At The Motley Fool, we poke plenty of fun at Wall Street analysts and their endless cycle of upgrades, downgrades, and "initiating coverage at neutral." While the pinstripe-and-wingtip crowd is entitled to its opinions, we've got some pretty sharp stock pickers down here on Main Street, too. (And we're not always impressed with how Wall Street does its job.)
Given that, perhaps we shouldn't be giving virtual ink to "news" of analyst upgrades and downgrades. And we wouldn't -- if that were all we were doing. Fortunately, in "This Just In," we don't simply tell you what the analysts said. We also show you whether they know what they're talking about. To help, we've enlisted Motley Fool CAPS, our tool for rating stocks and analysts alike. With CAPS, we track the long-term performance of Wall Street's best and brightest -- and its worst and sorriest, too.
And speaking of the best ...
"No man is an island," so the saying goes. But can one man sink Las Vegas Sands'
So far this week, two separate analysts have downgraded Sands' stock on fears that a wrongful termination suit by the company's former chief of Macau operations, Steve Jacobs, will bog down the company in years of litigation -- and perhaps bring down the wrath of the U.S. government itself. On Tuesday, a Nevada district court retained jurisdiction over Jacobs' lawsuit against Sands, rejecting the company's arguments to have the case heard in China, where Jacobs was employed.
But that's just the start of the problem. As The Wall Street Journal details, in making his case, Jacobs argues that he was fired for balking at Sands' demands that he violate the Foreign Corrupt Practices Act (FCPA) in multiple ways, including by: (1) hiring a local lawyer who sat on the Macau's Executive Committee (making him a de facto government official) to work for the company and (2) employing "improper leverage" to get favorable decisions from local government officials. Sands denies the charges, of course, but already the SEC has begun an investigation into whether Sands did indeed violate the FCPA. Reviewing the developments, first Jefferies downgraded the stock on Monday, followed by Argus Research downgrading yesterday.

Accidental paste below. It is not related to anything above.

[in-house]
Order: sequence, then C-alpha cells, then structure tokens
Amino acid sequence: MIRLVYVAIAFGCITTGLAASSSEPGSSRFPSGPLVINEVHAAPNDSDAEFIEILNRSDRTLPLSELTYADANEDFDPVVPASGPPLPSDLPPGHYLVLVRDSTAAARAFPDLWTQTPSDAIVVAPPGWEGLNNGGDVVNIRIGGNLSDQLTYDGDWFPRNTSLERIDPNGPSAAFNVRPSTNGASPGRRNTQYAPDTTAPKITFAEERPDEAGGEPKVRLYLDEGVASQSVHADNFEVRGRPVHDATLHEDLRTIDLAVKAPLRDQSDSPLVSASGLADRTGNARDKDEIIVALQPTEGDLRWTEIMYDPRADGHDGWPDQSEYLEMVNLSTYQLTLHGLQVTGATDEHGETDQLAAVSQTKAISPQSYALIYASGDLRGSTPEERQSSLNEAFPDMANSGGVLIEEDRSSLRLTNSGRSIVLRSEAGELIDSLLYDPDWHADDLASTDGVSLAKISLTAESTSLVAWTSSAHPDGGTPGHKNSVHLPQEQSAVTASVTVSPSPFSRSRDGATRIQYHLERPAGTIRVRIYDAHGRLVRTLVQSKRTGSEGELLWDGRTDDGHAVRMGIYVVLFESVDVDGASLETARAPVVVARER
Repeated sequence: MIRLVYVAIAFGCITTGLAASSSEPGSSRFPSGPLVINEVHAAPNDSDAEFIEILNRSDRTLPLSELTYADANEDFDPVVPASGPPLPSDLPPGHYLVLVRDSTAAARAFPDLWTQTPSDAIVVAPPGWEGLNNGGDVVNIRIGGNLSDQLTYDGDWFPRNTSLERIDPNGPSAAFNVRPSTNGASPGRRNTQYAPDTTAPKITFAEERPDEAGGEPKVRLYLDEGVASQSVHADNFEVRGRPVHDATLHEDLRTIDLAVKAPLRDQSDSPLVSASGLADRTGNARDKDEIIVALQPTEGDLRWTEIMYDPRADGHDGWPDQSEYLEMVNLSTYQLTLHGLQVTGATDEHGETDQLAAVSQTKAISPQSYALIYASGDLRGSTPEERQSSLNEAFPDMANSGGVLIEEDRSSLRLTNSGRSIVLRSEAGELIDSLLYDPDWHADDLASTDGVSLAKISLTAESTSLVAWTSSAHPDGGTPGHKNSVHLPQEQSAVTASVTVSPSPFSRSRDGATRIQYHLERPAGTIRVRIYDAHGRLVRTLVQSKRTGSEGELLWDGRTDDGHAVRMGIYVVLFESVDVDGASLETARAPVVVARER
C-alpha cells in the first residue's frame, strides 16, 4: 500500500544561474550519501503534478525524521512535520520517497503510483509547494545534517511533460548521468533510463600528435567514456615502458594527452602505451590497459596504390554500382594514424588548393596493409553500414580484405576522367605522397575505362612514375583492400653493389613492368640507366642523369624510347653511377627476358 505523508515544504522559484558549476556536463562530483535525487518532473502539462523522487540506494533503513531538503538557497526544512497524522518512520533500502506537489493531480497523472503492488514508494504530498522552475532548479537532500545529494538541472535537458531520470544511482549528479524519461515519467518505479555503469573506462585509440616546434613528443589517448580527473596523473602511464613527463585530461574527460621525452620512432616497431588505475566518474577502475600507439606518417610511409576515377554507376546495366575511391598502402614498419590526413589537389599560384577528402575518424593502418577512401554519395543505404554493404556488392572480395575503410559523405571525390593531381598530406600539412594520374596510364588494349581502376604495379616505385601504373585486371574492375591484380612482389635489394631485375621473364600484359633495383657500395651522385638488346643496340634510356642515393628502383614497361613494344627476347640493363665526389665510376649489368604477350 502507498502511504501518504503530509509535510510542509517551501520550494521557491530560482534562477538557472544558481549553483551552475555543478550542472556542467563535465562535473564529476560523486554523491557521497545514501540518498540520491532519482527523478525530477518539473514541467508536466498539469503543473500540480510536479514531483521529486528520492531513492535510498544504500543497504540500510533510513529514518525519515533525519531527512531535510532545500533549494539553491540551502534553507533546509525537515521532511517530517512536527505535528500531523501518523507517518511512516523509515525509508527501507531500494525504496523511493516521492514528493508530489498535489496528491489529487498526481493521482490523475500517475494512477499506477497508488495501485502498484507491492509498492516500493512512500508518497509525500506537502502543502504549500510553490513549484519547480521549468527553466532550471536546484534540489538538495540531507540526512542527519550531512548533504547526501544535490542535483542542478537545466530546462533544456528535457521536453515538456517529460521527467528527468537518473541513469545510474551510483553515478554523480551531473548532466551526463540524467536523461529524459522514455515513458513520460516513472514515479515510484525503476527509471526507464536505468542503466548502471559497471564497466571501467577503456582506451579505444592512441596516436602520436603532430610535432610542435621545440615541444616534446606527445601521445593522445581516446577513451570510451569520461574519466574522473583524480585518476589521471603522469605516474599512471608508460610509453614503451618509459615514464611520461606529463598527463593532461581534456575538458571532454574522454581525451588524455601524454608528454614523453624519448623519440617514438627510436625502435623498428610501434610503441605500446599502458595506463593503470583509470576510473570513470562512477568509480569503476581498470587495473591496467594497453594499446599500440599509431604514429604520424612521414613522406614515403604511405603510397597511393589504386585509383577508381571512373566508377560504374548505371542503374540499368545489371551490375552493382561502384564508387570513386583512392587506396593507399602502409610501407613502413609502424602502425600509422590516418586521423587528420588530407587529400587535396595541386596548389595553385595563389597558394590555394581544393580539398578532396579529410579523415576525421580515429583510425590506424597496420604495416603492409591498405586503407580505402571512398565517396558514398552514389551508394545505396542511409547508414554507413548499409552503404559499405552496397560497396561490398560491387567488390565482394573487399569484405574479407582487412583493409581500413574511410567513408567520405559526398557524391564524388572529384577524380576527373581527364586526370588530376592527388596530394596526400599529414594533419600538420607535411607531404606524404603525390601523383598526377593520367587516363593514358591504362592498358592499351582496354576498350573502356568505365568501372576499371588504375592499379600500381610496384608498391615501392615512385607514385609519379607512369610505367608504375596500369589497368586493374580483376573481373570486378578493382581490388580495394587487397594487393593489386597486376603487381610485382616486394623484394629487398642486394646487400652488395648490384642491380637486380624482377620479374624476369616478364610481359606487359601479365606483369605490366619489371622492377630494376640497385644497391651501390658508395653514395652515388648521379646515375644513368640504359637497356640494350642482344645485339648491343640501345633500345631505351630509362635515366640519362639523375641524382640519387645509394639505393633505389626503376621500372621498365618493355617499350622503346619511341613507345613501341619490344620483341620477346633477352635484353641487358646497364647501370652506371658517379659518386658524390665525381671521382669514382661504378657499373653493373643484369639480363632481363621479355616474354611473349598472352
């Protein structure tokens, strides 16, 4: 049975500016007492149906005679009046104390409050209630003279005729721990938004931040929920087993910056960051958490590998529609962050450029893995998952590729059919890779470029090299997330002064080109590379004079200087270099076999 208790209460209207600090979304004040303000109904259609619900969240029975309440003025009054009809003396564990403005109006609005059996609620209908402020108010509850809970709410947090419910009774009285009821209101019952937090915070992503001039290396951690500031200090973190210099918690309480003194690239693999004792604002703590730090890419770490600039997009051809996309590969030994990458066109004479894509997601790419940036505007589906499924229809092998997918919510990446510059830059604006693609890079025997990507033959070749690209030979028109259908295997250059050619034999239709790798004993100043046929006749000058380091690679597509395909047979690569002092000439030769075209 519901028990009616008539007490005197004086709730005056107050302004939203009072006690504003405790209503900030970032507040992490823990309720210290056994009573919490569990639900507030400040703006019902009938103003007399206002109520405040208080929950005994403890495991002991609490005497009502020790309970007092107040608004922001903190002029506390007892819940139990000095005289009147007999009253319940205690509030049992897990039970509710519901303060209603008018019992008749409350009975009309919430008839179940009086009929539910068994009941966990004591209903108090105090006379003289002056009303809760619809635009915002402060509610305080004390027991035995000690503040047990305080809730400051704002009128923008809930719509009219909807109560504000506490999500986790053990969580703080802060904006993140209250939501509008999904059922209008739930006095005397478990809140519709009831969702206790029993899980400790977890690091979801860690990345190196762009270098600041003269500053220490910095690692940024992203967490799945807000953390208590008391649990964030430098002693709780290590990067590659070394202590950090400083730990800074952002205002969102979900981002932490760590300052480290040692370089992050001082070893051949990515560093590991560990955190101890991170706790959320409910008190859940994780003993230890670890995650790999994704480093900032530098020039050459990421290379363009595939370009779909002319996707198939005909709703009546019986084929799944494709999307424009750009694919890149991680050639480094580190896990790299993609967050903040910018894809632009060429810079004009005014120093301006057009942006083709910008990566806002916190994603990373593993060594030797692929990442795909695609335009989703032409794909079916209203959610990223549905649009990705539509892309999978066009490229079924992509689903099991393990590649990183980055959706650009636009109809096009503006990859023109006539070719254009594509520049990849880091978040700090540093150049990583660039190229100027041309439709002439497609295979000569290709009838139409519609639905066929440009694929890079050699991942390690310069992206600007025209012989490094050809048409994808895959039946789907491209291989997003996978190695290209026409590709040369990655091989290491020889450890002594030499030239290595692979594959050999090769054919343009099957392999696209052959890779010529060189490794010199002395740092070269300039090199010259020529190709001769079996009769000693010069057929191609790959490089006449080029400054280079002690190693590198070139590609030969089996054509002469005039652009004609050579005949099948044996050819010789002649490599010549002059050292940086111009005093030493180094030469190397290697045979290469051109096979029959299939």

Says Jefferies, an internal investigation by Sands could take three to six months to produce a report, which the SEC will then review before deciding to take further action. Argus worries the controversies could drag on even longer. Citing a "similar case" at Avon Products
But do they justify downgrading the stock?
Let's go to the tape
The analysts certainly think so, and judging from their records on CAPS, they may be right. Both Argus and Jefferies rank among the CAPS "All-Stars," analysts who we have determined from years of research to outperform their peers at least 80% of the time. On the other hand, both Argus and Jefferies also have significantly worse records picking winners and losers in the Hotels, Restaurants and Leisure industry.
Now, I don't mean to say that the analysts are wrong all the time. Argus has actually done quite well with its Sands recommendation of last year, and is winner on Marriott International
Still, these wins appear to be the exception rather than the rule. Across the resort industry, Jefferies has shown itself capable of "beating the S&P 500" less than half the time, and Argus straggles in with a record of only 39% accuracy. And while I, too, could be mistaken about this, my hunch is that the analysts are wrong to be downgrading Sands on this controversy as well.
Valuation matters, litigation doesn't
Why do I say this? Chalk it up to years and years of experience crying "wolf" about companies that looked to be in trouble from FCPA allegations -- only to see them get off with a scolding and a slap-on-the-wrist fine from the SEC (often with no admission of wrongdoing whatsoever.) Whether it was IBM
And speaking of balance sheets ... have you taken a look at Las Vegas Sands', recently? I have. And after years of watching this company's long-term debt level going nowhere but up, I noticed that last year, the debt began to drop. What's more, free cash flow at the company, while still negative on an annual basis, has made marked improvements these past couple years. Cashflow near sextupled between 2008 and 2009, then tripled from 2009 to 2010 -- even as cash outflows in the form of capital expenditures dropped by half (in 2009), then stabilized (in 2010).
Fools, I'm no Las Vegas Sands apologist. Nor have I any intention of investing in the stock until I see proof positive that it can achieve, maintain, and grow actual positive free cash flow -- which to date, it has not. That said, I do see the beginnings of a trend toward that happening. Sands stands within spitting distance of free cash flow-breakeven, and poised to become a true cash-generating operation.
For this reason, Wall Street's advice to stop buying the stock, just as it stands on the cusp of following Wynn into free cash flow-positivity, seems ill-timed to me. And justifying the move on fears of a toothless FCPA investigation, and an employment dispute? That's downright silly.
My advice: If you've held onto Las Vegas Sands through all the tough times already, you might as well stand pat and see how the bet pays off. Add it to your watchlist here and you'll get all the latest as it happens.
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Fool contributor Rich Smith does not own (nor is he short) shares of any company named above. You can find him on CAPS, publicly pontificating under the handle TMFDitty, where he's currently ranked No. 541 out of more than 170,000 members. The Motley Fool has a disclosure policy.